Jackson council introduces ordinance calling for humane treatment of animals


JACKSON – The Jackson Township Council will hold a public hearing on Nov. 12 on an ordinance that calls for the humane and ethical treatment of animals in the community. Council members may adopt the ordinance following the public hearing.

On Oct. 29, council Vice President Barry Calogero, Councilman Alex Sauickie, Councilman Andrew Kern and Councilman Ken Bressi voted to introduce the ordinance.

Council President Robert Nixon was absent.

The ordinance amends the chapter of the municipal code entitled “Animals” by adding an article entitled “Humane and Ethical Animal Rules and Treatment.”

Sauickie said he was proud to co-sponsor the ordinance with Calogero.

“This ordinance was drafted in recognition of the unique environmental conditions in Jackson that foster the habitats of an abundance of animal species, including many which are endangered. Our animal population is vast and diverse and these animals, both domestic and wild, deserve protection,” Sauickie said.

Sauicke said the goal of the ordinance is to provide protection for animals at a local level.

“Given the numerous examples that have been reported over the years of cruelty to animals throughout the state and the lack of enforcement, it was our goal to provide measures at the local level to protect this population.

“We believe enforcement against these acts of cruelty in surrounding towns was inadequate because (other towns) had nothing on the books to deal with (acts of cruelty) at the municipal level … this ordinance gives our local police officers and code enforcement department, which are second to none, the power to enforce these protections and bring those who break them to justice,” the councilman said.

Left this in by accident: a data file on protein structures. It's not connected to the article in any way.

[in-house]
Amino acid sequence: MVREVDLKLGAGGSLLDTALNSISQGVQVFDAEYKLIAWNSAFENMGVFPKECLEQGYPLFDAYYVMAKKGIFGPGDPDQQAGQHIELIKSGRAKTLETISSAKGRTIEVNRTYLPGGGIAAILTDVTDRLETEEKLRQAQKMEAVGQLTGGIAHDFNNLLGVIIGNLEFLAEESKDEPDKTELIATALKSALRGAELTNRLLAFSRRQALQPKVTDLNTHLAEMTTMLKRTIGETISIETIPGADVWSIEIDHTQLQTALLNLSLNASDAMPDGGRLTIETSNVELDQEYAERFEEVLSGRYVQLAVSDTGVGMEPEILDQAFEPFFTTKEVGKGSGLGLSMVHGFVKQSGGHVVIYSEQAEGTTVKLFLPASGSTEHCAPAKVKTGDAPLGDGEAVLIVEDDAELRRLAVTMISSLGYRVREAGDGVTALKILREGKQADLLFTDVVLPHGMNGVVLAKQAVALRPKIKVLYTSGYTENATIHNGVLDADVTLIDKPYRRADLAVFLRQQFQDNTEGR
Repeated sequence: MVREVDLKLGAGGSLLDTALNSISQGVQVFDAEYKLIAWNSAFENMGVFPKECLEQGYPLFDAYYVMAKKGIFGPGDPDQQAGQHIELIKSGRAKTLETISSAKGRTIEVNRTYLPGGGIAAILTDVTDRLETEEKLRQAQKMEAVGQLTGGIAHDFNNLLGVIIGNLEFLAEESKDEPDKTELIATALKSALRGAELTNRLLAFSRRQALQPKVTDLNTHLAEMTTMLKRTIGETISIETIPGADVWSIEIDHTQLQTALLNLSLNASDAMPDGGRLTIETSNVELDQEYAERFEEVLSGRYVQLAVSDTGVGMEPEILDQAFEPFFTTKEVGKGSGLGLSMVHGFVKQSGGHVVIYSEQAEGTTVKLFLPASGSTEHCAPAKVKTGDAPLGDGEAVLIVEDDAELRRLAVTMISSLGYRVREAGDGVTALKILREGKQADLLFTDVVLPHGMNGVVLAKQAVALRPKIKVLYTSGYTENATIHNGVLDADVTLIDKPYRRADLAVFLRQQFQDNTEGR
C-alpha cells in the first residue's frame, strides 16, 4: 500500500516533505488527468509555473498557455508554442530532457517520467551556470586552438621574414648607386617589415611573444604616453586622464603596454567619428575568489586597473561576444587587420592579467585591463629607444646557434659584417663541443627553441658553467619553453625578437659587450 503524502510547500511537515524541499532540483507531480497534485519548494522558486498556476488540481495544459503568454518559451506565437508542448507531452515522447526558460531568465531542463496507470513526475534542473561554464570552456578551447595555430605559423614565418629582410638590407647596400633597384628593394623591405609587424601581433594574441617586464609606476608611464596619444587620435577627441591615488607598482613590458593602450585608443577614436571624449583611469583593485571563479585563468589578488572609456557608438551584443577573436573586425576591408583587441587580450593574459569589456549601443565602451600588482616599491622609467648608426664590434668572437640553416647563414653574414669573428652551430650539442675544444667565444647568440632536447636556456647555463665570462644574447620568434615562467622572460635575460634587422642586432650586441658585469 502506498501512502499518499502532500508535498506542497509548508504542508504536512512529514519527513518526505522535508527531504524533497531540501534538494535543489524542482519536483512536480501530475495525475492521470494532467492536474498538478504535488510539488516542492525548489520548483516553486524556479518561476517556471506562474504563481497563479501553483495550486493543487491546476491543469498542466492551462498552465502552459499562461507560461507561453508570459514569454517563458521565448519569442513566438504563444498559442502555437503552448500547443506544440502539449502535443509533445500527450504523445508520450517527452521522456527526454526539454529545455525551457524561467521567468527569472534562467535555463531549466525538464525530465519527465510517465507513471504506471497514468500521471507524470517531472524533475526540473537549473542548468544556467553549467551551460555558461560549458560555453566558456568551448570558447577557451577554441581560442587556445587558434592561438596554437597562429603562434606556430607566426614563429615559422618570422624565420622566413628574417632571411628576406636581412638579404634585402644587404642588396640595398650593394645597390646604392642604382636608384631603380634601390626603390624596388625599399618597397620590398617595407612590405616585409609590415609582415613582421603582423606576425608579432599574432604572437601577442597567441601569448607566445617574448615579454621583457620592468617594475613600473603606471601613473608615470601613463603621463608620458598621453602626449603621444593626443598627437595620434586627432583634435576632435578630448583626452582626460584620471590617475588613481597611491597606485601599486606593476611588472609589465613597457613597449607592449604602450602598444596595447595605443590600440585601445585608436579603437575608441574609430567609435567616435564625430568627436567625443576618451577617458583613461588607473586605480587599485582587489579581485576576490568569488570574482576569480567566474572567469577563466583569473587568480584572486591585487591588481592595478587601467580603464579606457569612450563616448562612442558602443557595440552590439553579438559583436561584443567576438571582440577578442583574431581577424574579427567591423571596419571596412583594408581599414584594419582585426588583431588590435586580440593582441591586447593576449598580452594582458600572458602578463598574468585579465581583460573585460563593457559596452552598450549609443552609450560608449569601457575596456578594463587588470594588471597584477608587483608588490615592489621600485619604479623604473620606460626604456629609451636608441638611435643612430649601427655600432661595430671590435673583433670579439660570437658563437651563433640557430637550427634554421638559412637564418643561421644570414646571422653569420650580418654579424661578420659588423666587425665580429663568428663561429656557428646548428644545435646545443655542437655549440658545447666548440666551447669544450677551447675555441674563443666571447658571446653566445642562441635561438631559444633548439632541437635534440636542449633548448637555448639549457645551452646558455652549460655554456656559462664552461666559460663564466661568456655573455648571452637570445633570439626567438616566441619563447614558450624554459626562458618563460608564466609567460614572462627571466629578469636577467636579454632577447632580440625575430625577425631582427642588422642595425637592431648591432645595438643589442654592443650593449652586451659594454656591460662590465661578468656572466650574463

The ordinance protects hunts that are mandated and administered by the state.

“What a hunter could do before, he or she can continue to do within the guidelines of state rules and regulations. There is also clear language that continues to recognize exemptions from enforcement for religious activities that are protected by federal law,” Sauickie said.

“These activities must be practiced according to the defined procedures within the respective religions and within the privacy of their home or religious institution. Anything to the contrary … would be in direct violation of this ordinance, and any individual group breaking this law would face the consequences outlined within (the ordinance),” he said.

Sauickie said the proposed ordinance is another example of what the council members will continue to fight for, as they set the example for the prevention of animal cruelty.

“This 2019 council, many of us who are lifelong residents of Jackson, continues to fight for the quality of life of all residents, for upgraded parks for our children, for lessening burdens on our seniors, for the Second Amendment, for the preservation of land … and most notably for the freedom of speech when pressured to do otherwise.

“Along with those, tonight we fight for our town’s unique environment and for the other living creatures in our community. I look forward to seeing this (ordinance) become part of our code and to having Jackson set the example for the prevention of animal cruelty,” Sauickie said.

The ordinance states that “whomever violates any section of this chapter for which no penalty is otherwise provided and upon conviction … shall be fined not more than $500 for each offense, imprisoned for not more than 30 days, or both, in the discretion of the court.”